And finally the Commission should assess the strategic gains and losses of employing abusive detention and interrogation techniques. Senior Bush administration officials, including former Vice President Dick Cheney, continue to insist that the use of "enhanced" interrogation techniques such as waterboarding saved American lives. But those assertions are never accompanied by hard evidence or actual facts. By contrast, many experienced interrogators have shown that abusive interrogation practices actually impede efforts to elicit actionable intelligence, and that non-coercive, rapport-building techniques have yielded some of the most accurate and complete information. Importantly, information obtained through non-coercive techniques is admissible in U.S. courts of law where cases could be proven and killers and thugs brought to justice.
An independent commission could undertake the task of examining the facts and, in so doing, weigh the true effectiveness of the Bush administration's torture tactics. Did torture actually uncover actionable intelligence? Did it interrupt plans? And did it actually save lives? If so, what were the countervailing costs to our national security?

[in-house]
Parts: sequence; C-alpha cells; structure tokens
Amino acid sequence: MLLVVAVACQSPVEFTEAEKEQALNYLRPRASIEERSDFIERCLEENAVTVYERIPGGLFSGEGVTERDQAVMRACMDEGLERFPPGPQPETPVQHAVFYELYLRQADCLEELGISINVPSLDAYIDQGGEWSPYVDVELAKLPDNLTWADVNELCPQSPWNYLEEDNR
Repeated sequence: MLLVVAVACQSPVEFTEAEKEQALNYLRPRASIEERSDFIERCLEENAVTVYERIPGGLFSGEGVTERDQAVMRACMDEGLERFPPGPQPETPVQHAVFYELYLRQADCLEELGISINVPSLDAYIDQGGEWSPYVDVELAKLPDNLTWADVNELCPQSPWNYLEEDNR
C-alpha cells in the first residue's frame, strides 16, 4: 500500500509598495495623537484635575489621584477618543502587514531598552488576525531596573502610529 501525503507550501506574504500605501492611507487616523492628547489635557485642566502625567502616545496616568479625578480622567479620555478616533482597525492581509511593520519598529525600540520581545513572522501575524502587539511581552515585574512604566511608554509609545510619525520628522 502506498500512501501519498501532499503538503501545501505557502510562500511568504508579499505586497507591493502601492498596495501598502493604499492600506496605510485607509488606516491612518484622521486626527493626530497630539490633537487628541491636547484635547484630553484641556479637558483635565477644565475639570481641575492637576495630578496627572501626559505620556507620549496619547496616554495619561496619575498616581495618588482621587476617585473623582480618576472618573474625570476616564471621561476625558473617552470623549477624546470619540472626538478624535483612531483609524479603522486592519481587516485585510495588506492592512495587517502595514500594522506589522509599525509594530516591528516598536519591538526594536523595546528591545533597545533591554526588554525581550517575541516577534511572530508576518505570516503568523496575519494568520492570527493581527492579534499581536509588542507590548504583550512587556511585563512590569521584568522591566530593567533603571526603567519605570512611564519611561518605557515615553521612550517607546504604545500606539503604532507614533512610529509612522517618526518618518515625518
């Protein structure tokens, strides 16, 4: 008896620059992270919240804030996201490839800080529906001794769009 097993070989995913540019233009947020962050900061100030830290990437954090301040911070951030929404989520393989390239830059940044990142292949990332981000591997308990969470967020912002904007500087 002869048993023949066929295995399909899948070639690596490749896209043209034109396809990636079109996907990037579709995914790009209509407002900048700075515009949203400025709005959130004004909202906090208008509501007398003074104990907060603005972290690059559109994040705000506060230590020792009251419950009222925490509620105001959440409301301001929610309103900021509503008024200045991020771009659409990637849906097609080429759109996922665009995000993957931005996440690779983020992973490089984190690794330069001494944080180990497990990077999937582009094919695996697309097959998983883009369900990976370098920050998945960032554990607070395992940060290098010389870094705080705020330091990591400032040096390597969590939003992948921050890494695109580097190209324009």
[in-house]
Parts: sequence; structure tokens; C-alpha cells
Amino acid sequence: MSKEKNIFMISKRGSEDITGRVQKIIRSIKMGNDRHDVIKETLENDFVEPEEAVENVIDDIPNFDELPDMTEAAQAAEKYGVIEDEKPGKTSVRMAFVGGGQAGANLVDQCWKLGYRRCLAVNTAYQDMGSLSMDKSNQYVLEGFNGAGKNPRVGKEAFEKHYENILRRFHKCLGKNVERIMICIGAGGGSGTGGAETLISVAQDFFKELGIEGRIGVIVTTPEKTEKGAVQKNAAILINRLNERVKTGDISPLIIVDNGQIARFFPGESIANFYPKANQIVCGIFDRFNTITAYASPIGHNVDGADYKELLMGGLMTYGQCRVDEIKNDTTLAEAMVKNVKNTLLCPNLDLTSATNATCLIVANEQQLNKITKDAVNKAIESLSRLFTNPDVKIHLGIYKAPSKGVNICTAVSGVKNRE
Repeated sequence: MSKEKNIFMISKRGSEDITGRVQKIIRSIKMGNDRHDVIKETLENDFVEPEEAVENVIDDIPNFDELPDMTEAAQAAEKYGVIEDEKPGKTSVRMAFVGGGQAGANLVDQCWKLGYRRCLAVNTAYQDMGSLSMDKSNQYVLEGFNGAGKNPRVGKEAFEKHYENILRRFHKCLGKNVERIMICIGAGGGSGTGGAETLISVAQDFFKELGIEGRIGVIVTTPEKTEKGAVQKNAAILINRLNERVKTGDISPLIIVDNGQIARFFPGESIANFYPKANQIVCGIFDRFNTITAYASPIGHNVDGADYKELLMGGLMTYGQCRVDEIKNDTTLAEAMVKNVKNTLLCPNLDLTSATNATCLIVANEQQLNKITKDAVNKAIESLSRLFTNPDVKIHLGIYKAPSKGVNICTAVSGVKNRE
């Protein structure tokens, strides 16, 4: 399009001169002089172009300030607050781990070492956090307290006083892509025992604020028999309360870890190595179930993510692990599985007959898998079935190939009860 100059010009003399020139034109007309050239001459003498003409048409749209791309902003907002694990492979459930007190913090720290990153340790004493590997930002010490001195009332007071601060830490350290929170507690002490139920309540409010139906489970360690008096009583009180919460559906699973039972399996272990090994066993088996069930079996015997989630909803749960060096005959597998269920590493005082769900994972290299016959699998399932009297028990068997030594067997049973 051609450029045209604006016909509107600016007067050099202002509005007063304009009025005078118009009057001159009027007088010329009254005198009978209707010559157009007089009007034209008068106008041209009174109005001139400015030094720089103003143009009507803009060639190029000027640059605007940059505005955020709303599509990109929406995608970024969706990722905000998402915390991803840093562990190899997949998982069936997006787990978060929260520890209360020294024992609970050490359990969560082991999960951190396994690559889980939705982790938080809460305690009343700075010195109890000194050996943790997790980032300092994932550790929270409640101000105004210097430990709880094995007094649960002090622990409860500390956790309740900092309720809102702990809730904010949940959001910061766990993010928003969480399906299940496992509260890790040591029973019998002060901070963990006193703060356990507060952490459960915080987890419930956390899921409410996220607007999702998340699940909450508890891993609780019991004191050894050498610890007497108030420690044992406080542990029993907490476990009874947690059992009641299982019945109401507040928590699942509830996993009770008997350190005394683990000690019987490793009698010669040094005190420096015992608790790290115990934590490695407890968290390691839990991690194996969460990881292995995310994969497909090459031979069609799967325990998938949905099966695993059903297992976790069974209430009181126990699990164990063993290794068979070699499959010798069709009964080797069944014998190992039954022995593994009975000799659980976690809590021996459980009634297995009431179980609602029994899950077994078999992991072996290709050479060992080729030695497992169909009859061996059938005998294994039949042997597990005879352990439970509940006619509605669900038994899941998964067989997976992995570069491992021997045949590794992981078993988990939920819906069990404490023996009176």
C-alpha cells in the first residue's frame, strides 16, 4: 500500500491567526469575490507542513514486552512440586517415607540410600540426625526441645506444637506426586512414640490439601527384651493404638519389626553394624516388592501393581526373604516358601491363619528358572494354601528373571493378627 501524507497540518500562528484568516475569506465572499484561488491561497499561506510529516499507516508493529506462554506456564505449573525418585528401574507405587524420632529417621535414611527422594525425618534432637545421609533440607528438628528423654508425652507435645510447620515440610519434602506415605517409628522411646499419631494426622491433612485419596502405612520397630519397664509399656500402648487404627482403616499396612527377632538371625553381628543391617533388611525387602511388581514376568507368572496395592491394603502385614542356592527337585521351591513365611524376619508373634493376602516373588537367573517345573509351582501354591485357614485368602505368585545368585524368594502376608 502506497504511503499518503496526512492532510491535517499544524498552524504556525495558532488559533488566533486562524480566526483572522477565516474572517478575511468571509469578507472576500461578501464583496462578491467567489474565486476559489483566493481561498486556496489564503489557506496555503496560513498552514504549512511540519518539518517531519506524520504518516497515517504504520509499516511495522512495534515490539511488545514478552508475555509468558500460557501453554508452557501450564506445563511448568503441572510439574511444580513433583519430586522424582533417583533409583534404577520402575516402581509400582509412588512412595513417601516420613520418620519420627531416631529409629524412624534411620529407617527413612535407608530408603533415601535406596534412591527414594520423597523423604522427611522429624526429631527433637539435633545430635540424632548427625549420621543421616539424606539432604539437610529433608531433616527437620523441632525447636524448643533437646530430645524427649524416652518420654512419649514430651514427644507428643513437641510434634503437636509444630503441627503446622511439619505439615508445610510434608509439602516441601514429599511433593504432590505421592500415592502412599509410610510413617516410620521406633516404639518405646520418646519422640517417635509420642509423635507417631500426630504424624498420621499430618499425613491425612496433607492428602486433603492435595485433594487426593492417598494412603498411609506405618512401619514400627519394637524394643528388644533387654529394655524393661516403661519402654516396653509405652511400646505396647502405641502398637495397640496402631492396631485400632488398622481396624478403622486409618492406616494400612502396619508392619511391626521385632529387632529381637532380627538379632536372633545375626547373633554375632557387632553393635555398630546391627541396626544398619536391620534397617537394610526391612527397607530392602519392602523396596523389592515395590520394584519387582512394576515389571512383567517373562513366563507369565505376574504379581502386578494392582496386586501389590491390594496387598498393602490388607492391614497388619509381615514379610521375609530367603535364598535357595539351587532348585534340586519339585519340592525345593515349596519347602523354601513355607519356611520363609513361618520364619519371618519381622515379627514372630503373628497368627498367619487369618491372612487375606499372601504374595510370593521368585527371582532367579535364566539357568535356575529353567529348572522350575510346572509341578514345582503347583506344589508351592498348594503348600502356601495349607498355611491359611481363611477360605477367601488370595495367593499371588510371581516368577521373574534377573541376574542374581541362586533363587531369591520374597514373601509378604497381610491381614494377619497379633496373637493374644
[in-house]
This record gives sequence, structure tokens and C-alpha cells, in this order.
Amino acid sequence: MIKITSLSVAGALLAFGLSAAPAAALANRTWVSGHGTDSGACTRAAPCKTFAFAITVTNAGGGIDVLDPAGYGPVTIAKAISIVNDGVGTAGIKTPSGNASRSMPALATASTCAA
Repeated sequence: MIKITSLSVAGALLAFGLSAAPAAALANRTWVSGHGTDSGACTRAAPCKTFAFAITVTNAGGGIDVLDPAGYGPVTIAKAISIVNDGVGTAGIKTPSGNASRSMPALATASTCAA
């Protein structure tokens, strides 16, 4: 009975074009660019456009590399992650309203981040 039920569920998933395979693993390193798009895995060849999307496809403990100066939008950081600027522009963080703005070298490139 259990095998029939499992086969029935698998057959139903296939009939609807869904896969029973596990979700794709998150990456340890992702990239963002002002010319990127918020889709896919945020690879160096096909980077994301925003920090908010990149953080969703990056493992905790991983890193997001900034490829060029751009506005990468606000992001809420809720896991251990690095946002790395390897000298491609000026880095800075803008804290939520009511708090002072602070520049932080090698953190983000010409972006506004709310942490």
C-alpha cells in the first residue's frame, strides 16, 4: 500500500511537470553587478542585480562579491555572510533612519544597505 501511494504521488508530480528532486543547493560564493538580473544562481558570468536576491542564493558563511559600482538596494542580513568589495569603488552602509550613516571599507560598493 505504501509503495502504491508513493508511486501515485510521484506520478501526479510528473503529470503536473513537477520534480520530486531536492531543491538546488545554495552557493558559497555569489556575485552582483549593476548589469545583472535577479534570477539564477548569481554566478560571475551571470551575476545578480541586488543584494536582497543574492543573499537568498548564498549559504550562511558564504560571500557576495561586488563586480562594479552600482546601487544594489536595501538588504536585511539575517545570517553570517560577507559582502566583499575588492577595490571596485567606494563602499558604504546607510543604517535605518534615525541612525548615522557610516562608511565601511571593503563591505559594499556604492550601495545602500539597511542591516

Did the use of torture spark terrorist recruitment, increase danger to our troops, and damage U.S. leadership and prestige? And did these costs outweigh the benefits? Might actionable intelligence have also been obtained by the non-coercive methods experienced intelligence interrogators experts recommend and employ? What strategic security gains could be reaped from shifting to a policy of complete, consistent and transparent compliance with human rights norms?